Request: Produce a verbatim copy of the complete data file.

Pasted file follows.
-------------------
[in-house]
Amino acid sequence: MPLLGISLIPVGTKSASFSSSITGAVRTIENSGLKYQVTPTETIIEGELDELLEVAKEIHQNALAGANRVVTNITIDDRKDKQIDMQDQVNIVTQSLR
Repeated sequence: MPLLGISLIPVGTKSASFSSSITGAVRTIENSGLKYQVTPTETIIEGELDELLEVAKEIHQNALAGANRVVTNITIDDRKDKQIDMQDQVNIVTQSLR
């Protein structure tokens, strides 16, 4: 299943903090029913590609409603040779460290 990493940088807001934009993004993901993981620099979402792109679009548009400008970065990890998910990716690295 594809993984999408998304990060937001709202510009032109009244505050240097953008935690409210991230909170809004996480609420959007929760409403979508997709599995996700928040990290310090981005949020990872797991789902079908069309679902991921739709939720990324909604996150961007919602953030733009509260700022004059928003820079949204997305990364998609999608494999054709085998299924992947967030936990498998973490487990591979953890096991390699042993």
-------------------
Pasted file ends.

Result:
[in-house]
Amino acid sequence: MPLLGISLIPVGTKSASFSSSITGAVRTIENSGLKYQVTPTETIIEGELDELLEVAKEIHQNALAGANRVVTNITIDDRKDKQIDMQDQVNIVTQSLR
Repeated sequence: MPLLGISLIPVGTKSASFSSSITGAVRTIENSGLKYQVTPTETIIEGELDELLEVAKEIHQNALAGANRVVTNITIDDRKDKQIDMQDQVNIVTQSLR
């Protein structure tokens, strides 16, 4: 299943903090029913590609409603040779460290 990493940088807001934009993004993901993981620099979402792109679009548009400008970065990890998910990716690295 594809993984999408998304990060937001709202510009032109009244505050240097953008935690409210991230909170809004996480609420959007929760409403979508997709599995996700928040990290310090981005949020990872797991789902079908069309679902991921739709939720990324909604996150961007919602953030733009509260700022004059928003820079949204997305990364998609999608494999054709085998299924992947967030936990498998973490487990591979953890096991390699042993």